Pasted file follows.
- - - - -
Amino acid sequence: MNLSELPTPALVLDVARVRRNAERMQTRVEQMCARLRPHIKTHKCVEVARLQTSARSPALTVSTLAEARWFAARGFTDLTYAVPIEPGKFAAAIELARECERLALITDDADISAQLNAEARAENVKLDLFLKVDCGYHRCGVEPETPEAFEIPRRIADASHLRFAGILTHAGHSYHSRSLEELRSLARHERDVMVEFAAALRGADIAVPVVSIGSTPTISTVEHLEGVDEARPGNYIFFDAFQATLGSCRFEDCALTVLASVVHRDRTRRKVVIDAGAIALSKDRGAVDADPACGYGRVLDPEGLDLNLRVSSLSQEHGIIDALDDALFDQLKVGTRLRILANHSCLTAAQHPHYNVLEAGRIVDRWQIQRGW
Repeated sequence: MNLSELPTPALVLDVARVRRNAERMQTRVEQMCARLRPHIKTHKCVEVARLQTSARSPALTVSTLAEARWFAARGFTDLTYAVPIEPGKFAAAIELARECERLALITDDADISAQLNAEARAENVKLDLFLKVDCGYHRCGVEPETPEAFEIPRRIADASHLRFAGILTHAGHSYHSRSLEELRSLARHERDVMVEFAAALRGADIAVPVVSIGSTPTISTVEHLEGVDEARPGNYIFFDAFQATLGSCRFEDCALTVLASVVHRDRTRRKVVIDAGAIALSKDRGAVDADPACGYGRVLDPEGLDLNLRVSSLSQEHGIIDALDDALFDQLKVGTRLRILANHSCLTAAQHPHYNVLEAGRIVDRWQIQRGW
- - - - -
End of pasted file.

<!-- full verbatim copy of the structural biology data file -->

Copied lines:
Amino acid sequence: MNLSELPTPALVLDVARVRRNAERMQTRVEQMCARLRPHIKTHKCVEVARLQTSARSPALTVSTLAEARWFAARGFTDLTYAVPIEPGKFAAAIELARECERLALITDDADISAQLNAEARAENVKLDLFLKVDCGYHRCGVEPETPEAFEIPRRIADASHLRFAGILTHAGHSYHSRSLEELRSLARHERDVMVEFAAALRGADIAVPVVSIGSTPTISTVEHLEGVDEARPGNYIFFDAFQATLGSCRFEDCALTVLASVVHRDRTRRKVVIDAGAIALSKDRGAVDADPACGYGRVLDPEGLDLNLRVSSLSQEHGIIDALDDALFDQLKVGTRLRILANHSCLTAAQHPHYNVLEAGRIVDRWQIQRGW
Repeated sequence: MNLSELPTPALVLDVARVRRNAERMQTRVEQMCARLRPHIKTHKCVEVARLQTSARSPALTVSTLAEARWFAARGFTDLTYAVPIEPGKFAAAIELARECERLALITDDADISAQLNAEARAENVKLDLFLKVDCGYHRCGVEPETPEAFEIPRRIADASHLRFAGILTHAGHSYHSRSLEELRSLARHERDVMVEFAAALRGADIAVPVVSIGSTPTISTVEHLEGVDEARPGNYIFFDAFQATLGSCRFEDCALTVLASVVHRDRTRRKVVIDAGAIALSKDRGAVDADPACGYGRVLDPEGLDLNLRVSSLSQEHGIIDALDDALFDQLKVGTRLRILANHSCLTAAQHPHYNVLEAGRIVDRWQIQRGW